The total value of table grape imports to the U.S. increased by 5 percent year-on-year in 2021 despite volumes dipping by 1 percent, recently released USDA data shows.
The value of imports rose by from $1.73 billion to $1.81 billion over the period, while volumes fell slightly from 664,000 metric tons (MT) to 655,000MT.
The biggest uptick in import value was driven by Mexico and Peru.
But all of the top five suppliers - which also include Chile, Brazil and South Africa - also notched year-on-year increases, which were particularly notable in percentage terms for the latter two.
Imports from Mexico rose by 10 percent from $517 million to $568 million. While a big increase on 2020, that figure is still below the record of $589 million set in the 2019 season.
Meanwhile, from Peru imports increased by 2 percent from $533 million to a record $544 million.
From Chile - which remains the biggest table grape to the U.S. despite Peru recently overtaking its southern neighbor as the world's second-largest exporter to all markets - imports rose by 1 percent to $634 million.
Imports from Brazil surged by 55 percent to a record $51 million, while from South Africa they nearly doubled, rising 90 percent to $13 million.
Looking over the five-year period from 2016 to 2021, the table grape import value to the U.S. rose by 21 percent, from $1.5 billion to $1.81 billion.
The volume growth rose at almost the same rate, increasing by 19 percent from 551,000MT to 655,000MT.
The evolution of imports from Chile over the last five years show a significant decline. The $871 million registered in 2016 declined by 28 percent over the next four years to hit a record low of $630 million. In that context, the small increase to $634 million last year is significant, highlighting a turn-around for the industry that has been focusing heavily on varietal reconversion over recent years.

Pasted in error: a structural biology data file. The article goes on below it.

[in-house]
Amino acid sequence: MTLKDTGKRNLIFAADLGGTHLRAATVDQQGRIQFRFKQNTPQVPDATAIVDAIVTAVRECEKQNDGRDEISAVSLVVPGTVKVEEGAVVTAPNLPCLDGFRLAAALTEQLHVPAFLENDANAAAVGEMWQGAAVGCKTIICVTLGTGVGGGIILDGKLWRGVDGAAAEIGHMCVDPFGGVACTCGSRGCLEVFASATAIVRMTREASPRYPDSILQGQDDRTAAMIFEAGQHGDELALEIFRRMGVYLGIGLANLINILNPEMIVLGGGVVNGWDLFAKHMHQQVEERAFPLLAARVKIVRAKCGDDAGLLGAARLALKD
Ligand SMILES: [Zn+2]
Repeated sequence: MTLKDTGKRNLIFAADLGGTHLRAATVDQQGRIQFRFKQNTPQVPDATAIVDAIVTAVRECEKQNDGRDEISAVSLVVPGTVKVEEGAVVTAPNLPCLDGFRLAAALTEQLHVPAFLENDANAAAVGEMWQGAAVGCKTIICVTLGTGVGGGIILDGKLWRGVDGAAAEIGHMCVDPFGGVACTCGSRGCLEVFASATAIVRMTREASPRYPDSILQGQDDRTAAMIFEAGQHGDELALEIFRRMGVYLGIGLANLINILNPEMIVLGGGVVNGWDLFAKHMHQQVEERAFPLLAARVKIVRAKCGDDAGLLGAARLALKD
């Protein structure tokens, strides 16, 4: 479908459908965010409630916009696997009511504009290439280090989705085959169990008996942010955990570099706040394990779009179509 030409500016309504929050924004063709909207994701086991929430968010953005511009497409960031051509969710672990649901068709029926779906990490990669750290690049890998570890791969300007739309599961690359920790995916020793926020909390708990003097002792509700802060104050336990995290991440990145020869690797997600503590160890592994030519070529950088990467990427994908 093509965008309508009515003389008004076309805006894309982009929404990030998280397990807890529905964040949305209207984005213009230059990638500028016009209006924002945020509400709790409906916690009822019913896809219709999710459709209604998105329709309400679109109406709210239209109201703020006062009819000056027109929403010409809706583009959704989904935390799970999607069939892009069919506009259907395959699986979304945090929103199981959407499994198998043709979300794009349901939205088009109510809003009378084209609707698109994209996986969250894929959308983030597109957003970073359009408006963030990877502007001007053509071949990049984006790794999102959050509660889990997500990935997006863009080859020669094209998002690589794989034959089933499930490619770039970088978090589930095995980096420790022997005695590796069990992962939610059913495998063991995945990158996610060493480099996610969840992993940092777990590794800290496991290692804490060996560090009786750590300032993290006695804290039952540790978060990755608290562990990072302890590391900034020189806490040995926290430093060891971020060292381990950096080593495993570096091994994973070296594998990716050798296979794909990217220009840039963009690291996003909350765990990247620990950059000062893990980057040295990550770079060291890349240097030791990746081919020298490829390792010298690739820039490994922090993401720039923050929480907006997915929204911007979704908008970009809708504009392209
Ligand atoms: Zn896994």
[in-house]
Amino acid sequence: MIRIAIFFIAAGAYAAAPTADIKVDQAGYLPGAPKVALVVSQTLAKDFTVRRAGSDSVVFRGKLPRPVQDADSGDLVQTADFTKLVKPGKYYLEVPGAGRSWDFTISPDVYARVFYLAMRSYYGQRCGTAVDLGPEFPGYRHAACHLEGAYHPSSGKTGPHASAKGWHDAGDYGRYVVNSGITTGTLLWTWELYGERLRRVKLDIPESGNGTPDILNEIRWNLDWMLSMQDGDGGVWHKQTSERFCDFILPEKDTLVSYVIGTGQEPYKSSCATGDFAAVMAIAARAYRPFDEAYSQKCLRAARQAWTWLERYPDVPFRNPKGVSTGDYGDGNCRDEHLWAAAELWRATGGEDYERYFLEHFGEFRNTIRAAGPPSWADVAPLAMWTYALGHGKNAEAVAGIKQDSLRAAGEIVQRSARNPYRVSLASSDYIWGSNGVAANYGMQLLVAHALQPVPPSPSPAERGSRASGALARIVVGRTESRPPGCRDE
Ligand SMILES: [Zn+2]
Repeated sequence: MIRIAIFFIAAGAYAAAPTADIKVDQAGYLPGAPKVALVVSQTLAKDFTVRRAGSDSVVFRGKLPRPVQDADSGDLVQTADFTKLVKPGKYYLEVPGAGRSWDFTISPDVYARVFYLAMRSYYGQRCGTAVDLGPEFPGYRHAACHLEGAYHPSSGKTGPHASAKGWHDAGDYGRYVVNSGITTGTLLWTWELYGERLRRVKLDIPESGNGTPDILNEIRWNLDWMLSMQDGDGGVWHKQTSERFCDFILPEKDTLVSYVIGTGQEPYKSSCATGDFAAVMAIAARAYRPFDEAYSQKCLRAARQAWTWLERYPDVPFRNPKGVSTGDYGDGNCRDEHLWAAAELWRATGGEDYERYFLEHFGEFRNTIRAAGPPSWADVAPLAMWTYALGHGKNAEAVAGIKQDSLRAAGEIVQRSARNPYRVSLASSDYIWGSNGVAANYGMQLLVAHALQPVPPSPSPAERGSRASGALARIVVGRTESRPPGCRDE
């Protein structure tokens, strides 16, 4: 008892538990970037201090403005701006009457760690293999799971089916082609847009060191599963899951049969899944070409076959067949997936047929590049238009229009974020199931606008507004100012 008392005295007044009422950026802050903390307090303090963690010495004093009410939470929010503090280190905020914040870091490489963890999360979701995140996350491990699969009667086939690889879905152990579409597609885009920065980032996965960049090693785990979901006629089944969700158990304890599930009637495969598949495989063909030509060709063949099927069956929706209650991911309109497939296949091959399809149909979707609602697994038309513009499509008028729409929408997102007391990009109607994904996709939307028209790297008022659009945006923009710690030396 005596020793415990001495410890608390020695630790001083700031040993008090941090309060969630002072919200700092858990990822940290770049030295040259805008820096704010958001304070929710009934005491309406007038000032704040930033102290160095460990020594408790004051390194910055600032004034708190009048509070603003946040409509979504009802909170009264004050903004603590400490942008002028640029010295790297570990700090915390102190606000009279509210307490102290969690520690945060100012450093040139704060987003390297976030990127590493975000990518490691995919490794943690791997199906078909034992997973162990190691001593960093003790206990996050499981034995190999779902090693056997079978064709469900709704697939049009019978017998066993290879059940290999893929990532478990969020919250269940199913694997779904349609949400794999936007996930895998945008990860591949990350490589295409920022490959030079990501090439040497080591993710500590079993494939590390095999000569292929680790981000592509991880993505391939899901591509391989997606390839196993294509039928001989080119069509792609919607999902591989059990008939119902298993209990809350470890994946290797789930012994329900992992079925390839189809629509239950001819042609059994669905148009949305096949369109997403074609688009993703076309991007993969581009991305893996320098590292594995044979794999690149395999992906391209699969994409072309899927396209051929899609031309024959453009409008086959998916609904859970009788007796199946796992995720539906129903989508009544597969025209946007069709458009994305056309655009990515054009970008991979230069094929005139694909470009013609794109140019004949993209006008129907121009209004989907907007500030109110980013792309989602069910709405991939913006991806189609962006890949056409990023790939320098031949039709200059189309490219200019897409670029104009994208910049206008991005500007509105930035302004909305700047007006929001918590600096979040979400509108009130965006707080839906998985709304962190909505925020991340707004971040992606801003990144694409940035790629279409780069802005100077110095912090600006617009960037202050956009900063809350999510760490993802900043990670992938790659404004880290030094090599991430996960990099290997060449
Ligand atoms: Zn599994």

Mexico has seen good growth since 2016, when imports of $397 million were recorded. By 2019, imports had grown to a record $589 million - a 30 percent increase. Trade dropped in 2020, but came close to the record levels in 2021 with $568 million.
But Peru has seen an even more impressive growth curve, with imports into the U.S. more than doubling from just $230 million in 2016 to $544 million - staggering growth of 135 percent.
Looking at Brazil, we can see that although imports to the U.S. remain significantly lower than Chile, Mexico and Peru, the growth over recent years has been impressive considering the low base from years ago. In 2016 imports of just $986,000 were registered, while by 2021, the figure had skyrocketed to $51 million.
South Africa has also seen very impressive growth, also increasing from a low base of $898,000 in 2016 to $13 million last year.